When I first met Holly, I was warned she might not talk much. Growing up with speech and language difficulties and learning difficulties, Holly’s not always had the easiest of times. However, she’s developed into a brilliant Brownie leader (she keeps me organised, which takes a lot!), and not only that, has achieved a huge amount in her sport, Judo, winning gold in the Special Olympics European Summer games and being selected for the World Games in 2015.
6. Grace Jones
Grace is 15, and yet she’s already showing herself as someone who really does live up to her name. The Croydon based lass is working with multinational food manufacturer, Unilever, to campaign against food waste and food poverty in Britain. She’s even in the process of setting up a foodbank in her local area, Coulsden, recognising the reality that so many Britains face, whilst campaigning and working towards a future where foodbanks become obsolete. At 15, I was panicking over my maths GCSE. To have such an influence at such a young age is surely much more worthy of recognition than Mr Farage?
7. The female English Artistic Gymnastics team for the Commonwealth Games
Claudia Frangapane, Ruby Harrold and Hannah Whelan had already supported their team to win Gold at the Commonwealth Games for the Women’s Artistic team event, when they then went to compete in the individual all round finals. After a thrilling competition, the English girls did it loud and proud, winning Gold, Silver and Bronze respectively. Not to leave the boys out, they also performed amazingly!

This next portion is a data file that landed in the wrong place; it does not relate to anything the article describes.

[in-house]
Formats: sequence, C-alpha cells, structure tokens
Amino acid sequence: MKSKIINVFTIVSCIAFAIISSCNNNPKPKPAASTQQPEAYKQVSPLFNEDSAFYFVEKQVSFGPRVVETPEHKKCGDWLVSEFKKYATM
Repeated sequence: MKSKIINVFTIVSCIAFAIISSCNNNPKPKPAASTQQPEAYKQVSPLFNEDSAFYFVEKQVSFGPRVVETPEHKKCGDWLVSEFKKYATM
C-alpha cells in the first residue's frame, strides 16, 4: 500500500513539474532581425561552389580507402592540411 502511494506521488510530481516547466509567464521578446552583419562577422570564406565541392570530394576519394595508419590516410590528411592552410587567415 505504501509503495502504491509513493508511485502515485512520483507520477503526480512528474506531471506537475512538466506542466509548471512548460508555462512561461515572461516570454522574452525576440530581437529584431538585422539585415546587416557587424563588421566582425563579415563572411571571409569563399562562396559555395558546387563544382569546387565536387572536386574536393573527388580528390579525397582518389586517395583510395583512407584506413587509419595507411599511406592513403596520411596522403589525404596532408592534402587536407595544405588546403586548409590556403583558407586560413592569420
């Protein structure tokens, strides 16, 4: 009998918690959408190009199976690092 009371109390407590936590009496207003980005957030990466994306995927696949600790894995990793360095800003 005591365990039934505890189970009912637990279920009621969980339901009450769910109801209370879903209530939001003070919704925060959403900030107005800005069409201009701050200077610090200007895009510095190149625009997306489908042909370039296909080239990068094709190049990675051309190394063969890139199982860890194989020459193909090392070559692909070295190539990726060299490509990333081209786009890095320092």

8. Harriet Lamb
Is the CEO of Fairtraid. Her work literally saves and improves millions of lives each year worldwide. Need I say more?
9. Krystle Lai
We’ve heard the amazing stories of Ian Crozier, the doctor who caught Ebola whilst caring for patients – and went back to Africa to carry on helping. Sadly for the purpose of my list, he’s American. So a shout out to one of my former schoolmates, the amazing Krystle Lai, who is a communications and behavioural change expert in Sierra Leone, combatting the disease through simple messages communicated effectively, like the Handwashing Flash Mob she organised recently to spread the message of the importance of hand washing in the fight against Ebola. That’s not taking into account her other important research on behalf of several NGO’s, which has influenced crucial policy change.
The world fell in love with this incredible man in 2014. Whilst fighting incurable cancer, Stephen raised £5 million for the Teenage Cancer Trust. Most people would be content with concentrating on themselves whilst dying – he looked towards the other teenagers suffering with cancer, and improved their world even whilst getting ready to leave his own.
So there you go – there’s a list to start with. Somehow though, I can’t see anyone on it being recognised in quite the same way. It seems we love to celebrate the ridiculous and controversial, and yet the good and beautiful go unrecognised. Nigel Farage does not give me hope for the future of the UK. Thankfully, the people above, and thousands more, do. Here’s to those who really do change the game – and make it better.